Thal Ghat Railway Construction

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The Thal Ghat Railway Incline section through the Western Ghats was a major challenge to extend the north-eastern mainline of the Great Indian Peninsula Railway(GIPR) towards Jubbulpore. The section finally opened in 1865.


The GIPR mainline from Callian (later named Kalyan) to Kasara had opened in 1861 [1] covering a length of 42 miles/68 km) and rising to an altitude of 948 feet/289 m) above sea level at Kasara.

The next section to cross the Thal Ghat from Kasara to Igatpuri was 9.5 miles/15 km) and within that distance the had to rise to 1,918 feet/585 m); the gradient in the section being 1:37 [2]. The line negotiates this steep incline with the help of curves and required the construction of a number of bridges, the Ehagaon Viaduct and tunnels.

The objective was to take the GIPR mainline to Jubbulpore to link to the East Indian Railway. This was acheived in 1870 with the inaugeration of the Alfred Viaduct.


  • Thal Ghat is the spelling used in “The Imperial Gazetteer of India”[3], 1909 which we use as the definitive spelling. It is also used as the primary spelling in Wikipedia[4] along with the modern name Kasara Ghat as the mountain incline or slope near the town of Kasara in Maharashtra.
  • Thull Ghat is the name used in the India Office Records 1853-56 documents, “Grace’s Guide” and in books of the time of construction.
  • Thul Ghat is used in one IOR record and occasionally in other references. The variant Thul Ghaut is used in the James John Berkley, GIPR Chief Engineer's 1860 Paper on the construction [5].


The GIPR Chief Engineer James John Berkley's proposal was to form a grand trunk communication by the north-eastern mainline between Bombay and Calcutta, and the north-west [6], he also proposed a south-eastern line between Bombay and Madras, including also an important line to Nagpore.

  • 1851, Berkley first inspected the Thal Ghat 'to determine what extent of survey would be required. BerKley's Paper #p.11
  • 1852, initial survey to 'obtain a practical line' undertaken. #p.13-14
  • 1853-56, a series of surveys and propsals were put forward, see 'Records' below
  • 1856 Jan, the Thal Ghat section was sanctioned by the Indian government. #p.20.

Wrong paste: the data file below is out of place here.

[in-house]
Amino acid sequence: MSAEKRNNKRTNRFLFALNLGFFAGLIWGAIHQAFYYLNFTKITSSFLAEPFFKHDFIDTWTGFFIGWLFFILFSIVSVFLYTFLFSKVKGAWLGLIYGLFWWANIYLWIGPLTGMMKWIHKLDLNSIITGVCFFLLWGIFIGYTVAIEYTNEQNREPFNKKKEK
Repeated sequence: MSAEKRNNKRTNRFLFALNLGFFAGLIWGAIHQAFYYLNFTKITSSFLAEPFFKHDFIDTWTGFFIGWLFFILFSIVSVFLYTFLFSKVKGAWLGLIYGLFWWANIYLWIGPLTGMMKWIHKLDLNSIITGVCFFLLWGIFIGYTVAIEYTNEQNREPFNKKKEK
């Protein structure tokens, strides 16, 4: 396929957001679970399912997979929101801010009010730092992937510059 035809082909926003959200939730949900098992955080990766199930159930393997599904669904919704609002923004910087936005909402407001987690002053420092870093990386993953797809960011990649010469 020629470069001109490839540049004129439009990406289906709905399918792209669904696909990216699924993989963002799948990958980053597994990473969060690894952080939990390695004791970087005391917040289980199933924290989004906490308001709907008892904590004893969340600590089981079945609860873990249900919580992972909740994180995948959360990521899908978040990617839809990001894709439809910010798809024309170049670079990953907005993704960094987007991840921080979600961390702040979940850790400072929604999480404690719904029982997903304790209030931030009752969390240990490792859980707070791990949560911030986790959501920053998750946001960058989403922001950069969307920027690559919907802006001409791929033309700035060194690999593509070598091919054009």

• 1857 Aug, Contract let to Messrs Wythes and Jackson 'in the meantime we (GIPR engineers) had been staking out the incline'. #p.20
  • The route of the incline is fully described, together with gradients, location of the 13 tunnels (aggregate length 2652 yards/2425m; 6 viaducts, including the Ehagaon Viaduct; cuttings; embankments; 15 bridges and culverts, #p.22-23 and the Reversing Station. #p.27-28
  • 1865, the Thal Ghat section was finally opened to traffic. Messrs Wythes and Jackson continued the construction on to Bhusawal[7]


The following from the Engineering Department of the GIPR are mentioned 'who have taken part in our operations' #p.28 Note - just the surname is given in the text; we have added the full name where we have been able to identify the engineer.

  • Charles Buchanan Ker, Robert W Graham, Darke, W J Wright (deceased), Inglis, Sanderson, Butt, Gale, Winteringham, Dickenson, A A West, Tate, F A Hawkins, Teasdale, Dangerfield, O'Brien, Cameron, Thompson and Pocock.
  • Consulting Engineers, London - Robert Stevenson 'who created the large professional establishment by which our works are accomplished .. with the able aid of his partner George Berkley, our current Consulting Engineer who adopted and procured those vast supplies of mechanical appliances which the British Islands have contributed' #p.29

Realighnment 1916

The 1916 report states[8] “The Thal Ghat realigned section was brought into use on the 2nd January 1917” by the Great Indian Peninsula Railway (GIPR) “The new alignment is two miles long and is on a grade of 1 in 37, the ruling gradient on the Ghat. It shortens the distance by about 1.5 miles; but its chief value lies in eliminating the reversing station previously in use which was a great handicap to the expeditious handling of traffic. Under old conditions, trains had to be worked in sections and much time was lost in breaking up and remaking trains, further delay being caused at the reversing stations by the reversing of engines. Trains of a length of 850 feet are already in use on the realigned section and it is expected that trains of 1,500 feet and 1,800 feet long will be running shortly. The new alignment has a single tunnel in place of three on the old line.

Upgrading 1930

Even the elimination of the reversing station was insufficient to enable this slow-speed section of line to cope successfully with the heavy traffic it had to carry while steam traction was used, and in 1930 the Thal Ghat section was converted to electric operation[2].


An on-line search of the India Office Records (IOR) records held at the British Library relating to this railway [9] gives several entries, the most relevant as follows: -

  • Thull Ghat (note spelling)
    • Z/E/4/24/T256; “Thull Ghat, question respecting construction of railway from Bombay to Kandeish through; 1853-54
    • Z/E/4/27/S549; “Stephenson, Robert, Opinion on railway over Thull Ghat; 1856
    • Z/E/4/27/T218; “Thull Ghat, proposed line from Bombay to Jubbulpore viâ, sanctioned”; 1856
  • Thul Ghat (note spelling)
    • Z/E/4/25/S935 “Surveys, Thul Ghat, Bombay Government referred to Court's despatch regarding”; 1854-55

Further Information

See Great Indian Peninsula Railway